Tuesday, June 2, 2009

A Cherry Affair

Lazy summer mornings up north found us languidly falling out of bed. Blearily, we drew towards our cereal of choice, those individual-sized boxes arrayed neatly on the roughly-hewn kitchen counter. My brother, K, invariably picked the most sugary and colorful of the bunch -Lucky Charms or Fruit Loops while my sister and I tended towards the restrainedly sweet Raisin Bran. We sleepily gathered around the clumsy-looking dining table and slowly woke up as we ate breakfast together with our parents. Thus began our days in the rented cabin in the woods, just outside Traverse City. After breakfast, the heat had already set in and we walked the several feet to the lake's edge and dipped our feet in the icy-cold water. The surface was bejeweled with dancing glints of light and caused me to squint as I deposited my beach towel and books on the sand. We swam and shivered, skipped stones, and read books, whiling away the mornings.

The afternoons, we wandered into town, walking the length of the store-lined streets with other summer vacationers, inhaling the enticing scents coming from the ubiquitous fudge shops nearby. But the raison d'etre (mine, in any case) of these strolls were the cherries. Tart Michigan cherries, grown in this region and the adjacent Leelanau Peninsula, were then at their peak season, plump and eminently delectable with anything that you chose to pair them with: pies, ice cream, and studded in those melt-in-your-mouth fudge. With abandon, we ate
these cherries -in their myriad forms- and invariably took home the locally-made American Spoon cherry jam.

Over twenty years later, I find myself -now with E- surrounded by cherry orchards in late summer, but now across the lake, in Wisconsin's Door County. With cherry blossoms now faded, heralding the big cherry harvest in mid-July, I could not help carrying home the first batch of sweet cherries I espied this season at our local grocery.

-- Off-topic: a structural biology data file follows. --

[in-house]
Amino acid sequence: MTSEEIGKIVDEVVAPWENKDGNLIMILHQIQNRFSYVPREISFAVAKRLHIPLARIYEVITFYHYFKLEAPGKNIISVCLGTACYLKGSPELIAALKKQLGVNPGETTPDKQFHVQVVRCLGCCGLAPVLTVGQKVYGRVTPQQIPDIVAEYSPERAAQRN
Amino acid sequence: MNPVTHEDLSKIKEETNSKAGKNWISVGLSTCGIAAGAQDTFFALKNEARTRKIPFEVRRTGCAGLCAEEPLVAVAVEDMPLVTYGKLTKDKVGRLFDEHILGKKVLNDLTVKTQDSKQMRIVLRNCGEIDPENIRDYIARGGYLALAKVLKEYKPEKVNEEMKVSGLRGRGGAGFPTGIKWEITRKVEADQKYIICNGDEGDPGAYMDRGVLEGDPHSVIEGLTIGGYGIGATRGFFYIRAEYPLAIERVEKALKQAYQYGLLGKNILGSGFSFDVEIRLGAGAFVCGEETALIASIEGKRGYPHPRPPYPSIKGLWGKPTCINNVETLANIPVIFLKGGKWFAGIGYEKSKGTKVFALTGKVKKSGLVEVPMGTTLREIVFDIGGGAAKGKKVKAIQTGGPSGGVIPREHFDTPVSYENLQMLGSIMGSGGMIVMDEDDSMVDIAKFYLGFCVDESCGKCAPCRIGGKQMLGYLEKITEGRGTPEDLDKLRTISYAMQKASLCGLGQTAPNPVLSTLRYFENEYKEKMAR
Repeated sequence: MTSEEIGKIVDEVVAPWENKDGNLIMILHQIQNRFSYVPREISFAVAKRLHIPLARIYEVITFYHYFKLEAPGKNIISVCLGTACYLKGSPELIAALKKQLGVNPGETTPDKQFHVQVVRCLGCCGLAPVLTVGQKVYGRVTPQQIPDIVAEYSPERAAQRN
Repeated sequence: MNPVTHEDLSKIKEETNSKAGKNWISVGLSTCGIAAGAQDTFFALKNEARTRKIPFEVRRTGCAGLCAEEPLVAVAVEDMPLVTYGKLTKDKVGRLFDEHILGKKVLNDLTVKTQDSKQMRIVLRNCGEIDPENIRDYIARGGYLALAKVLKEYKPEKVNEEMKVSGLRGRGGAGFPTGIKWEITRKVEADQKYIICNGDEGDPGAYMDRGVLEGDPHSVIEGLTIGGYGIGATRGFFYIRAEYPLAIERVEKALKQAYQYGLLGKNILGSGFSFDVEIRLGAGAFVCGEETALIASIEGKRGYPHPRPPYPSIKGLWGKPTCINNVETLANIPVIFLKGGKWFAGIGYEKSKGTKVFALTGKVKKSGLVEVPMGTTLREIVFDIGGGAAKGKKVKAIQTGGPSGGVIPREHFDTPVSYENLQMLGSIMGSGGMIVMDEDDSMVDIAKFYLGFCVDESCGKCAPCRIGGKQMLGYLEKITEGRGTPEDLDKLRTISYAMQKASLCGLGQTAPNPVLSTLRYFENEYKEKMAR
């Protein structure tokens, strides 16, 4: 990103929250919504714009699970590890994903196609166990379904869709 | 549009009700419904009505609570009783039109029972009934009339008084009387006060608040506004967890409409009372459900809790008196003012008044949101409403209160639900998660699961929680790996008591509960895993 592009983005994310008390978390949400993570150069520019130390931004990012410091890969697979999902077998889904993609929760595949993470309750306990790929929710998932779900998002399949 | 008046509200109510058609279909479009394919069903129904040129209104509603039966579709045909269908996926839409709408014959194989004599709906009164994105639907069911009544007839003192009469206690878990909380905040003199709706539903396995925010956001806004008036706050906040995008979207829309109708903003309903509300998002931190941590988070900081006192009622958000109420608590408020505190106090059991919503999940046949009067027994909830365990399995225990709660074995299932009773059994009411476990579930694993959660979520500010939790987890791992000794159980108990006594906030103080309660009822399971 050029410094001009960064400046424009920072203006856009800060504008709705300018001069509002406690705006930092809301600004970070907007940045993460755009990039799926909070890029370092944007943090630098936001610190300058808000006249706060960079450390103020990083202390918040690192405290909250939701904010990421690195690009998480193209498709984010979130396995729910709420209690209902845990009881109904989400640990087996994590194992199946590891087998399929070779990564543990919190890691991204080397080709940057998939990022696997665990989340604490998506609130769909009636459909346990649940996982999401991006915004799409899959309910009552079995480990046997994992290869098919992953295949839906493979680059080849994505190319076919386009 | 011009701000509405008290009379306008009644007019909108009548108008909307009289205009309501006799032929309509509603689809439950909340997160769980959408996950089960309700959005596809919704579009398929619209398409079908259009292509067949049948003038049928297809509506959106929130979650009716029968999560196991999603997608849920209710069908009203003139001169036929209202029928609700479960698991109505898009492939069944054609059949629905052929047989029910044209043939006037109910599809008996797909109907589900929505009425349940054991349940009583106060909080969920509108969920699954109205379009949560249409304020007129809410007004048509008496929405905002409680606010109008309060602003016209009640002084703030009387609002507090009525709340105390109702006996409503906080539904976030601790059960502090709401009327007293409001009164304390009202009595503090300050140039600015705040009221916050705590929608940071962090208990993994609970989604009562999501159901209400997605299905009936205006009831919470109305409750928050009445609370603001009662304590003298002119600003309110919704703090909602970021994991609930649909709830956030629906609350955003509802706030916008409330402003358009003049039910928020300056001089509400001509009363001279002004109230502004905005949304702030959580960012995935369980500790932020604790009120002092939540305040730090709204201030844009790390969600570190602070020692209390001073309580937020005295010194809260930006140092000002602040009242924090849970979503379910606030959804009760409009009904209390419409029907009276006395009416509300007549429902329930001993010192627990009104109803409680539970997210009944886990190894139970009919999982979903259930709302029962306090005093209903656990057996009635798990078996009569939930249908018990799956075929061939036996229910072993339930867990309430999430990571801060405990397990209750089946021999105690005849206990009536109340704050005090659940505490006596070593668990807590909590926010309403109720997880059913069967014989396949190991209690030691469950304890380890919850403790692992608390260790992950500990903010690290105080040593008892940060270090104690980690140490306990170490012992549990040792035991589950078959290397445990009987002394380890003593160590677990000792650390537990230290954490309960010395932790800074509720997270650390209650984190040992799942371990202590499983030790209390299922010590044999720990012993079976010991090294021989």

Strewn in profusion in an eggy batter for a cherry clafoutis - a pancake-like concoction- they emitted their natural sweetness. As the clafoutis baked in the oven, the smell of cherries gradually filled our kitchen with their pleasing scent. E and I sat down to our tea with a pot of the Hongqing Special and our slices of the cherry clafoutis. A happy pairing this was of a tea -with strong floral notes- and a barely sweet cherry-laden affair that doubled as my breakfast the next day.

Cherry Clafoutis
(adapted from Julia Child's recipe)
1 1/2 lbs tart or sweet cherries (pitted)
3 eggs
1/4 cup sugar
1 cup milk
1 tsp. vanilla extract
1/2 -3/4 cup sifted all-purpose flour (use 3/4 cup if you prefer the texture of your clafoutis to be more pancake-like and less custardy)
pinch of salt
pat of butter
Preheat oven to 350 F
Butter the bottom and sides of a deep pie dish.
Place berries over the bottom of dish.
In a medium bowl, whisk together eggs and sugar until the mixture is pale yellow. Add milk, vanilla, and salt to mixture and sift in flour. Continue to whisk until batter is free of clumpy flour. Pour mixture over berries.
Bake on center rack for 45 minutes, rotating once. It is done when the clafoutis puffs up.
Cool slightly before serving. Serves 6.

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